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ADOPTION A.N.D. APPEAL S.L.D. (12/03/86)


filed: December 3, 1986.


Appeal from the Decree of July 17, 1986, in the Court of Common Pleas of Delaware County, Orphans Court, at No. 128-85.


Suzanne Noble, Chester, for appellant.

Cavanaugh, McEwen and Beck, JJ. Cavanaugh, J. concurs in result.

Author: Beck

[ 360 Pa. Super. Page 159]

This is an appeal by the natural mother from a final order terminating her parental rights. We affirm.

While in the hospital, the natural mother initially consented to the adoption of Baby A., born December 1984. After leaving the hospital and learning she would only receive compensation for medical bills, she revoked her consent. She then cared for Baby A. for over six months, while staying with her current boyfriend's family and receiving their help. The record reveals that during this period, she did not show affection towards Baby A. and was anxious to let others take care of the Baby. On Easter 1985, she attempted to relinquish custody of Baby A. to the natural father who had denied paternity and was not supporting the child. She changed her mind again. In July, 1985, when forced to change residences, she made her third conscious decision to give up Baby A. She contacted a private intermediary,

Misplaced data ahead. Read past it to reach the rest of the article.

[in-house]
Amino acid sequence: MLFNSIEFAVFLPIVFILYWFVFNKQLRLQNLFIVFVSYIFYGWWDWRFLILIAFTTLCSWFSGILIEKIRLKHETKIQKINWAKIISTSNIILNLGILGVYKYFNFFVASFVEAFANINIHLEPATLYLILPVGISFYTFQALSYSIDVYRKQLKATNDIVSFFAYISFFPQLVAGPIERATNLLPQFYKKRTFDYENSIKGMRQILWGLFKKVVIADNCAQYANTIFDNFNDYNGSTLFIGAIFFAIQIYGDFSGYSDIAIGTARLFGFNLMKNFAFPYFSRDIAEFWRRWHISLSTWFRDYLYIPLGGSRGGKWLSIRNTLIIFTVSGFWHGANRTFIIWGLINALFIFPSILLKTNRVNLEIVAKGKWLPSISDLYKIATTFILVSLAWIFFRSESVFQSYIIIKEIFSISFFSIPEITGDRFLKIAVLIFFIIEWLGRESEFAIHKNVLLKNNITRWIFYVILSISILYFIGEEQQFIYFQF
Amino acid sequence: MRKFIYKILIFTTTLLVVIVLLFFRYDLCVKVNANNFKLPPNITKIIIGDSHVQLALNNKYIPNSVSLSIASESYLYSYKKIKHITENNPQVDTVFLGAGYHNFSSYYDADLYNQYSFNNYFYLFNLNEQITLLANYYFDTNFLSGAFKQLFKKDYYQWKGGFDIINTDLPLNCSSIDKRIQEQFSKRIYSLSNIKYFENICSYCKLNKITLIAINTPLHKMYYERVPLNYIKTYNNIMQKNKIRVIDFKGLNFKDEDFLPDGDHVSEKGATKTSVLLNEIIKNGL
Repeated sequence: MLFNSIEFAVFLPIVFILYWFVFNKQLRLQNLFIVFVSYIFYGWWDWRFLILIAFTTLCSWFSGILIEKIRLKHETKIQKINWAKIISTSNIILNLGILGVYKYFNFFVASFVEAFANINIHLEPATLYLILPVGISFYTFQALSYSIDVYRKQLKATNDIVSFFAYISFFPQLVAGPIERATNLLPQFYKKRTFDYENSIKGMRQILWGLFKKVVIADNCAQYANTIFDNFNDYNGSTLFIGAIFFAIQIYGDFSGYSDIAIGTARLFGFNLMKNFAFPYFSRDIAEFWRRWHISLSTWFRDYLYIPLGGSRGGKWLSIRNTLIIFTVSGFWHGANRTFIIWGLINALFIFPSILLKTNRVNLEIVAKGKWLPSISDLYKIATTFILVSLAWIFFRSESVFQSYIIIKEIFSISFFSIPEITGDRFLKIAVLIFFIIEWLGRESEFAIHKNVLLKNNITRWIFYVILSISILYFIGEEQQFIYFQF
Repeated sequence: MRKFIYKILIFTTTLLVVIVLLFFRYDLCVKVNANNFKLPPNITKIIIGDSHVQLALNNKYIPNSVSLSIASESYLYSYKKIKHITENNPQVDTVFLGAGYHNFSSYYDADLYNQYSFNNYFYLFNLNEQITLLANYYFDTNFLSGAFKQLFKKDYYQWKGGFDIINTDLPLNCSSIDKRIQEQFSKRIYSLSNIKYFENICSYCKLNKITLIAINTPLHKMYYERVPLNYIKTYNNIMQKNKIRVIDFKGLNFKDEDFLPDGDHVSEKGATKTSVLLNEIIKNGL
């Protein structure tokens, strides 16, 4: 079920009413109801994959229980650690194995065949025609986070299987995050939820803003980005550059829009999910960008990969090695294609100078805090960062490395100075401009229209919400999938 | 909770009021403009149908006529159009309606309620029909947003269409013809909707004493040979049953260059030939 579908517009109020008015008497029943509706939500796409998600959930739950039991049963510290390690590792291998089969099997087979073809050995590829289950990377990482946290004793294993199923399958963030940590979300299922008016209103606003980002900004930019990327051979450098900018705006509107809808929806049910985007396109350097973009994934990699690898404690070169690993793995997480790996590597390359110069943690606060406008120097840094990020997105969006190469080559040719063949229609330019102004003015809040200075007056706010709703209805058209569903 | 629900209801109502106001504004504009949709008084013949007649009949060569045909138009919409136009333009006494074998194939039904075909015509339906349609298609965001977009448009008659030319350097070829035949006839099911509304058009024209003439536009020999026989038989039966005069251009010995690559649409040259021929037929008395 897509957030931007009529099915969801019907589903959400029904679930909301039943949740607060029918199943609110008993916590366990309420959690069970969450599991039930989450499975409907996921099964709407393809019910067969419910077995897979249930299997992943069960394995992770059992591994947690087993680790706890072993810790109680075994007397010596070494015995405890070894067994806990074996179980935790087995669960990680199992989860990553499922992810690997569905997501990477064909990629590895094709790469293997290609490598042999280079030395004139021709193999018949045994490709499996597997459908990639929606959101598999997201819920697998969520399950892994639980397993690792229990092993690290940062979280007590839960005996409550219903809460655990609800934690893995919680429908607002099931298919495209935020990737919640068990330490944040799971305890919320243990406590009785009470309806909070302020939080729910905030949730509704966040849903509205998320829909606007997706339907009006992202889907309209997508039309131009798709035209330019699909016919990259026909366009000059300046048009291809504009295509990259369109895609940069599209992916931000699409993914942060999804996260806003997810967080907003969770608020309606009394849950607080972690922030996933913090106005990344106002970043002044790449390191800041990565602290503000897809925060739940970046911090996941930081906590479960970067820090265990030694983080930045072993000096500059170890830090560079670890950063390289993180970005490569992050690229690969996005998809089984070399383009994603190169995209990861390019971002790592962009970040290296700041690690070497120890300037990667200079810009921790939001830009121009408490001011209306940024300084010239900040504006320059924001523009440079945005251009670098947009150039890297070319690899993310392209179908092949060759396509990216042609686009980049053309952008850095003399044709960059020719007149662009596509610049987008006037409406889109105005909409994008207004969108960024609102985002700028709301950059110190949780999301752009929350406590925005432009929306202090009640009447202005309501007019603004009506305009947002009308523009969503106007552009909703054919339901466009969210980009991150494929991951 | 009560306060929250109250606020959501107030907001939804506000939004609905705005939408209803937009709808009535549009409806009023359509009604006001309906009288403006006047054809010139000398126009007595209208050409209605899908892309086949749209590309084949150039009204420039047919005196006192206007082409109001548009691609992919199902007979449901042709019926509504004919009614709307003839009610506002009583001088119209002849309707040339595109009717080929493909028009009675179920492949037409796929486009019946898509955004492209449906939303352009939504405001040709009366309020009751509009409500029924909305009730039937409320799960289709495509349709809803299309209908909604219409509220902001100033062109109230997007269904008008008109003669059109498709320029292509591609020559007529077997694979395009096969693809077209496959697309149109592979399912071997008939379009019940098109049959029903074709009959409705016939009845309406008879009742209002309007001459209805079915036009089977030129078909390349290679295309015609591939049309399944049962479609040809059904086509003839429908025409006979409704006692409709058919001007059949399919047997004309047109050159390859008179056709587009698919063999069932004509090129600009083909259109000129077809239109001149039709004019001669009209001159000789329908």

[ 360 Pa. Super. Page 160]

    an attorney, and demanded he arrange for an immediate adoption. He advised her fully of the consequences of her act and confirmed her awareness of alternative possibilities. She executed a consent to adoption on July 12, 1985. The next day, Baby A. was placed with appellees, the adoption couple.